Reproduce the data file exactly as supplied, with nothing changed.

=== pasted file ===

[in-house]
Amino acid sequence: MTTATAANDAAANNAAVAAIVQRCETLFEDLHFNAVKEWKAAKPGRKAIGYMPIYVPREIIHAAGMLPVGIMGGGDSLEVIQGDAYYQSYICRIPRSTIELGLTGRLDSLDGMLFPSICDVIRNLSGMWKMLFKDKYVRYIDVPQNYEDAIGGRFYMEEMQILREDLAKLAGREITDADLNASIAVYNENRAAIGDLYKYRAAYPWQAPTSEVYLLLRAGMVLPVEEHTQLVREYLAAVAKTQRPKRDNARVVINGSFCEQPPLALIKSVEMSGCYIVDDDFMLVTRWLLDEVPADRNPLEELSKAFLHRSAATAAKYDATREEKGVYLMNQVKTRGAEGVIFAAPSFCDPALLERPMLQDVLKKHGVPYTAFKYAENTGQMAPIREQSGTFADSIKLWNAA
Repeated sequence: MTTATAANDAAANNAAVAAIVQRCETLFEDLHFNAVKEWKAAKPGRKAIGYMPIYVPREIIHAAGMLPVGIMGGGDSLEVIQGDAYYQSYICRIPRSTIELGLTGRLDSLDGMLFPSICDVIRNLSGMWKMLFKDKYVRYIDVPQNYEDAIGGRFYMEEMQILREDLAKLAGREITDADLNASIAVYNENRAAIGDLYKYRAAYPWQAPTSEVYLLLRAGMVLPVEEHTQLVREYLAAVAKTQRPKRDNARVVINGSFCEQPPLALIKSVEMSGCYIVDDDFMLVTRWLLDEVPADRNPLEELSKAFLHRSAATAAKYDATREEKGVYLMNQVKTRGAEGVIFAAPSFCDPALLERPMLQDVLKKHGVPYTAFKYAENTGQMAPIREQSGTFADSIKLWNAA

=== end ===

[in-house]
Amino acid sequence: MTTATAANDAAANNAAVAAIVQRCETLFEDLHFNAVKEWKAAKPGRKAIGYMPIYVPREIIHAAGMLPVGIMGGGDSLEVIQGDAYYQSYICRIPRSTIELGLTGRLDSLDGMLFPSICDVIRNLSGMWKMLFKDKYVRYIDVPQNYEDAIGGRFYMEEMQILREDLAKLAGREITDADLNASIAVYNENRAAIGDLYKYRAAYPWQAPTSEVYLLLRAGMVLPVEEHTQLVREYLAAVAKTQRPKRDNARVVINGSFCEQPPLALIKSVEMSGCYIVDDDFMLVTRWLLDEVPADRNPLEELSKAFLHRSAATAAKYDATREEKGVYLMNQVKTRGAEGVIFAAPSFCDPALLERPMLQDVLKKHGVPYTAFKYAENTGQMAPIREQSGTFADSIKLWNAA
Repeated sequence: MTTATAANDAAANNAAVAAIVQRCETLFEDLHFNAVKEWKAAKPGRKAIGYMPIYVPREIIHAAGMLPVGIMGGGDSLEVIQGDAYYQSYICRIPRSTIELGLTGRLDSLDGMLFPSICDVIRNLSGMWKMLFKDKYVRYIDVPQNYEDAIGGRFYMEEMQILREDLAKLAGREITDADLNASIAVYNENRAAIGDLYKYRAAYPWQAPTSEVYLLLRAGMVLPVEEHTQLVREYLAAVAKTQRPKRDNARVVINGSFCEQPPLALIKSVEMSGCYIVDDDFMLVTRWLLDEVPADRNPLEELSKAFLHRSAATAAKYDATREEKGVYLMNQVKTRGAEGVIFAAPSFCDPALLERPMLQDVLKKHGVPYTAFKYAENTGQMAPIREQSGTFADSIKLWNAA